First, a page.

Turntable, Shoulder and Elbow, and I can zoom in on this a little bit with my Zoom Region tool. I know that these are all Rotation keys but if I wanted to, I could drill down into here and look at these. So you got Transform, Rotation, and you'll see that it's created keyframes for x, y and z. I'm going to have to leave those alone for now, but if I really wanted to, I could go ahead and delete them to make things simpler, but I don't have to because I can treat all of the Rotation keys as the single unit by just moving them in the Rotation channel.

So if I use my Move Keys tool, I can select here and you will see that selected all of the Rotation keys. If I select up here at the Transform level, that will select all of the Transform keys. In this case, I only have Rotation keys, so either way is fine. So what I would like to do here is just change the timing of this a little bit. So let's say I want this movement here to happen more quickly. I can select these keys with the Move Keys tool and move them earlier in time, and that's going to create a gap in the motion here. Play that back.

So it's going to think about it for a second and then tilt down. Okay and what I really want to happen here actually is instead of these two parts moving one at a time, let's say I want them synchronized. So I will figure out what's going on here, so this is my Shoulder and Elbow and you will see these are the Shoulder keyframes and these are the Elbow keyframes. So if I want this to move synchronously, I can move the keys around. So I will take this Elbow key and move it so that it's lined up with that Shoulder key, and I can line this one up as well.

Again, I am moving all of the keyframes on that object all at once. Rewind, play it back, so you can go over and then they're both going to animate at once. So that's kind of a neat effect. As you can see here, it's kind of a cool robotic effect, okay. Also, in the Dope Sheet I can stretch time. So that's the cool thing that I can do. I go about to my Dope Sheet and scroll up to the top and what I want to do is I want to turn on an option that's going to allow me to animate all the keys in the World all at once, and that's what this is up here. Modify Child Keys.

If I turn that on then I am going to see up at the top here in this World row. These are all of the keys in my whole world. So I can grab these and do things to them, like I can use the Move Keys tool and shift that all down or whatnot, make it happen later, or I can hit Ctrl+Z to move that back, but I can also go into a completely different mode within the Dope Sheet that will let me treat these keyframes as sort of an entire range.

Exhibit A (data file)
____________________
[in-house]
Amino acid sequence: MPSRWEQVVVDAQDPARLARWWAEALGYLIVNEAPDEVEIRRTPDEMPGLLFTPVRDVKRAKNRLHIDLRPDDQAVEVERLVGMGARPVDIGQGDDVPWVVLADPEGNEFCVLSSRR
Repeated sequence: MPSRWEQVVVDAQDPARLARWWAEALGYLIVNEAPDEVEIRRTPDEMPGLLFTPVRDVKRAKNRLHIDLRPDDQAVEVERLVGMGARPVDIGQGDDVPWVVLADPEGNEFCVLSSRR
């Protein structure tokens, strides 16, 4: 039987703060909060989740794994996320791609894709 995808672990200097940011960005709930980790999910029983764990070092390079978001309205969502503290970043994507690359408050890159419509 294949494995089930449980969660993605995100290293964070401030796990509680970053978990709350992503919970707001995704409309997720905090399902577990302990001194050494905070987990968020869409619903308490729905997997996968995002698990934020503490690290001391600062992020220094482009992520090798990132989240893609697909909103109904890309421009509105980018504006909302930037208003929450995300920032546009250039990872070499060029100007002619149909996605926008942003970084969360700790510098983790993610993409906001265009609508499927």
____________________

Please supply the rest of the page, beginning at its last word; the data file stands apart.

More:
So that's called Range Edit mode or Edit Ranges mode. So I can activate that mode and now what I am seeing here are these lines that indicate this whole range of keyframes. And if I am going to stretch time out, I can just drag this out in the World then I am moving all the keyframes in the World. I am actually stretching time for my entire World. So that's pretty cool. So let me zoom out here with the Zoom Horizontal and if I wanted this to go much more slowly, to take 8 seconds, I'll drag that range bar out for all the keys in the World.

So again, I've got to have Modified Child Keys turned on, and I have got Edit Ranges turned on. Rewind and it's doing that same motion. It's just taking a lot longer to do it. Okay, going back up to my Track view, I could play around with different things. So if I scroll down here, you can see I have got my robotShoulder and robotElbow. I can actually move those to an earlier point in time, so that there is not so much of a long wait there.

So I can drag these guys out. I have actually selected both of them by clicking on those and I'll move those down. So I will play that back. There is not as much of a gap there. I will go back into my Track view, back into Edit Keys mode and then for the Shoulder and the Elbow, maybe I will move those keyframes even earlier. So -- oops! I've selected all of them, so Ctrl+Z to undo. I just want to move these and rewind.

Okay, so that's not the most exciting animation. I could probably make this go faster. So I will go back into Edit Ranges and speed it back up again, give it only four seconds. And by the way, by default, 3ds Max is actually going to snap those keyframes to whole number frames and that's shown here, Snap Frames. So that when you scale time or you move keys around, they won't end up on fractions between frames.

Finally, if I wanted to fine-tune this a little bit more, let's say I wanted to have a more robotic type of movement here. I might decide to go into the Graph Editors > Curve Editor and play around with these curves. Let me expand this out a little bit. So I have got all of those three objects currently selected. So I am seeing all of their keyframes. So for a truly robotic movement, if I wanted to make it just linear, I could select all the keys and then choose linear, Set Tangents to Linear.

Rewind and this is going to be a more sudden stop, sudden start, so that it's not quite so smooth. So there is no ease in and ease out. So it's a very simple starting example of animating a hierarchy.